Starting Date
01
Jul 2013
Ending Date
01
Jul 2025
Status
Ongoing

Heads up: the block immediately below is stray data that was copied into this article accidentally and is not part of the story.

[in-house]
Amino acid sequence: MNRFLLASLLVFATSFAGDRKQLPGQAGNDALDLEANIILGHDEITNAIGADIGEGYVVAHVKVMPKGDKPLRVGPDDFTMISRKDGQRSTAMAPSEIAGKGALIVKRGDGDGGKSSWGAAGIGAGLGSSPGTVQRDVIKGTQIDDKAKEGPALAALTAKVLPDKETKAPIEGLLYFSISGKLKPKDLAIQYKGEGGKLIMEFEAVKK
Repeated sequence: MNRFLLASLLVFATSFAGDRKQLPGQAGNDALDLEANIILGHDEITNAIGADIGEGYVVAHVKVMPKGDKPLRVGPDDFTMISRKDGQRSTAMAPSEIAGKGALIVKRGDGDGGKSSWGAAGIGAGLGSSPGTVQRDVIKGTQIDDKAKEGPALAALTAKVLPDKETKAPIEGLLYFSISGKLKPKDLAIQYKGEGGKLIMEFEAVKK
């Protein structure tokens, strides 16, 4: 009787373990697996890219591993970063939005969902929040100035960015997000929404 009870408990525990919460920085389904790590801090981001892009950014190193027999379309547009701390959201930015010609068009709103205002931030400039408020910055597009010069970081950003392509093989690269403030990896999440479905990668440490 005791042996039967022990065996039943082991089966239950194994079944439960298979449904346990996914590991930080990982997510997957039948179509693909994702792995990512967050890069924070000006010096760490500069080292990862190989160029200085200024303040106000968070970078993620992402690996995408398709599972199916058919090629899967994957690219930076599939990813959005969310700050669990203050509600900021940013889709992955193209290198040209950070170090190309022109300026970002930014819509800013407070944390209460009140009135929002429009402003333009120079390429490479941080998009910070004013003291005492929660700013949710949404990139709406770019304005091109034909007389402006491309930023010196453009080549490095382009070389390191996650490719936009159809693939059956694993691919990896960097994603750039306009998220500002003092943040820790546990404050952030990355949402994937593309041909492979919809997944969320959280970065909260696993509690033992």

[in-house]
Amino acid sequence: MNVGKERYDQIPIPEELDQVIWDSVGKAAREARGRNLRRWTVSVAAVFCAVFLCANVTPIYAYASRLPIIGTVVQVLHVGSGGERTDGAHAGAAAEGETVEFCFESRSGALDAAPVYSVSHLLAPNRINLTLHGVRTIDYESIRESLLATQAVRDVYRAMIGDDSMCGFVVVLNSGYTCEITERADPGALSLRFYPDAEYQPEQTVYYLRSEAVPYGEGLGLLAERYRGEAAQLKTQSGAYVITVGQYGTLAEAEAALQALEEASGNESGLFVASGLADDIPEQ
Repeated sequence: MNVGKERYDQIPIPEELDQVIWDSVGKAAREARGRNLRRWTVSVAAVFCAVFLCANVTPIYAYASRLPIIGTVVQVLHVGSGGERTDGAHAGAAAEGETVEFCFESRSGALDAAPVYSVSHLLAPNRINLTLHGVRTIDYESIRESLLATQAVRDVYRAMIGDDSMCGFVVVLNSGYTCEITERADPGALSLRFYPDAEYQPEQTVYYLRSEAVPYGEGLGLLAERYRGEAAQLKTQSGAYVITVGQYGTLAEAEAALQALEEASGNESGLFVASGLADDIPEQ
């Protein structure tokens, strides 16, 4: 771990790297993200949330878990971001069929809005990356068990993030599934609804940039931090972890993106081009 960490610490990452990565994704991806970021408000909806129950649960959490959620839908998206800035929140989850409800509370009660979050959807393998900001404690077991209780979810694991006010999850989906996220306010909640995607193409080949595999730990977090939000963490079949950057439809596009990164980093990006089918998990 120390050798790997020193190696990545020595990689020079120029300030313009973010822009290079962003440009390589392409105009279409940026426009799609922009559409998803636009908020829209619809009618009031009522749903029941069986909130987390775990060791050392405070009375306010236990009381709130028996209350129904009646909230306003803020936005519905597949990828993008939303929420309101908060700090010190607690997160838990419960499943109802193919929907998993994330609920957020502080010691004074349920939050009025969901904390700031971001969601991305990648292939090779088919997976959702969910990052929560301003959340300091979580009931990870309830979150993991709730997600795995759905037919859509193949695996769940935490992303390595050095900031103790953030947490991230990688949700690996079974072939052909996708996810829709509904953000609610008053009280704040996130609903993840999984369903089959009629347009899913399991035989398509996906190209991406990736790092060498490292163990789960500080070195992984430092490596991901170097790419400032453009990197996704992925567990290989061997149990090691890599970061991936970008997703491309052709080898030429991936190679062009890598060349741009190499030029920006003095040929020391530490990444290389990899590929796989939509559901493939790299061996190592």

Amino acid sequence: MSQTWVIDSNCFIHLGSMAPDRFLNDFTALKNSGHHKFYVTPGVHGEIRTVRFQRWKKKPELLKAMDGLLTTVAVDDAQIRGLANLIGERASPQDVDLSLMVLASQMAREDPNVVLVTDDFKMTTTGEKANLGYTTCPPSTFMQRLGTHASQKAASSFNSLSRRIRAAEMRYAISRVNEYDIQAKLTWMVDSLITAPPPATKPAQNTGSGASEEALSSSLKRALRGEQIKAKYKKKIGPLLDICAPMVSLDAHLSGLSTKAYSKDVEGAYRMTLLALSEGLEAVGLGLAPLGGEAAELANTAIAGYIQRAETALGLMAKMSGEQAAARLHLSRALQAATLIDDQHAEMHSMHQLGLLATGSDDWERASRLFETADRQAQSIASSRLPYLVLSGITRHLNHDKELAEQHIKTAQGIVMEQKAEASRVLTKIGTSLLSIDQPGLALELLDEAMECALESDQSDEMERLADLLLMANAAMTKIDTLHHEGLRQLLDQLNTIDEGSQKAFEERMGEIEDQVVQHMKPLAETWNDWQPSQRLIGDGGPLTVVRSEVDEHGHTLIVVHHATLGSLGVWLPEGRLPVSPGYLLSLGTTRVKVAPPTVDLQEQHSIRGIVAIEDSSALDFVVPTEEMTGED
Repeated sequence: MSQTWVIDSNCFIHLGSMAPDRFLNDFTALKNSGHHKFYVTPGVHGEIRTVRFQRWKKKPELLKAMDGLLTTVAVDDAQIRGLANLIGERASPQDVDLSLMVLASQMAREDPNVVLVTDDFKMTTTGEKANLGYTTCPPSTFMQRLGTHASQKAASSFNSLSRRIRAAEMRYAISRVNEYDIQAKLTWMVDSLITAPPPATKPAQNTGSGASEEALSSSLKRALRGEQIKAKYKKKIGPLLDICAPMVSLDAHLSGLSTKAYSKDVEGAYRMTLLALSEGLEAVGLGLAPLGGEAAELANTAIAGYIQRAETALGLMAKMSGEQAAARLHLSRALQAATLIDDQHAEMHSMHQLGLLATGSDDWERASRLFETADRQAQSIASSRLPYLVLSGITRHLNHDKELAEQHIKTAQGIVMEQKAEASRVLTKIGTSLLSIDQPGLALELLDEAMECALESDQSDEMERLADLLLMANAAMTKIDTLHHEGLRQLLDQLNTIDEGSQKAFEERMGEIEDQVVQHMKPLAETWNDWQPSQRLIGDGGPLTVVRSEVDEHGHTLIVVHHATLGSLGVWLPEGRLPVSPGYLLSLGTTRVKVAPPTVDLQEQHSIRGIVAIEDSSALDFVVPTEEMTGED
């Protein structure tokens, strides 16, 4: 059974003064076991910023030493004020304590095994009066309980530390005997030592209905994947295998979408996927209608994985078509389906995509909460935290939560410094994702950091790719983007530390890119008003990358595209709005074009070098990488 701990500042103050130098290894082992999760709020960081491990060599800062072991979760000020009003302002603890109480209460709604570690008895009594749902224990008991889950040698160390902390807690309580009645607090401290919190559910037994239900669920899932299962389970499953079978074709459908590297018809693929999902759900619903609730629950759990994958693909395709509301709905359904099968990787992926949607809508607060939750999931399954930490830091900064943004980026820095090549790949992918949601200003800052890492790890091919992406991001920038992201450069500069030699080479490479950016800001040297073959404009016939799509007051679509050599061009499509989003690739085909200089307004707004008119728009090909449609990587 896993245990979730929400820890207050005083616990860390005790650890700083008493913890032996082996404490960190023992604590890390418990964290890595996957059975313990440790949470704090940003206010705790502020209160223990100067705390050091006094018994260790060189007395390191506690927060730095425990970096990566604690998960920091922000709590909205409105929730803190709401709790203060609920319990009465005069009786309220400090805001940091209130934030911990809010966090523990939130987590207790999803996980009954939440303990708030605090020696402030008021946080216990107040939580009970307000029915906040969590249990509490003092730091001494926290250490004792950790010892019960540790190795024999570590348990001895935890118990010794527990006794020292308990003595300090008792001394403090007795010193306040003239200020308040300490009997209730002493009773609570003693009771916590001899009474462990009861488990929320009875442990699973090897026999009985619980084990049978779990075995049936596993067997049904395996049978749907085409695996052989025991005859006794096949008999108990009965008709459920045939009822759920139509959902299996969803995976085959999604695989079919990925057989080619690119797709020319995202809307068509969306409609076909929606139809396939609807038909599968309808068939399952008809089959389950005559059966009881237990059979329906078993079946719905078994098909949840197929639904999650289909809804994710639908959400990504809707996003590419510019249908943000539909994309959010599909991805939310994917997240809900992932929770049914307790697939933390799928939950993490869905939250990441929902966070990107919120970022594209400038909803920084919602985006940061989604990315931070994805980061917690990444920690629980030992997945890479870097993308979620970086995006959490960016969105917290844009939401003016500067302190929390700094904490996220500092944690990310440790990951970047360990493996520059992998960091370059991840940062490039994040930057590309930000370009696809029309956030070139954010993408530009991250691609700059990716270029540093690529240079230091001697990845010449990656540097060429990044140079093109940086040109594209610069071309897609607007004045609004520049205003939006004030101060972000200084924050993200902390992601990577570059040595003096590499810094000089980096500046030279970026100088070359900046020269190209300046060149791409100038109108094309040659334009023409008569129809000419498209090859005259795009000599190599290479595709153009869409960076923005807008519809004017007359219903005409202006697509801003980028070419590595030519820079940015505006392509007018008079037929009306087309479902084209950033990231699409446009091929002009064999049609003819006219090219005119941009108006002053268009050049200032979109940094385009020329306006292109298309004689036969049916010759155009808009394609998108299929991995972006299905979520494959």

Members
10
Structures
2
Publications
10

About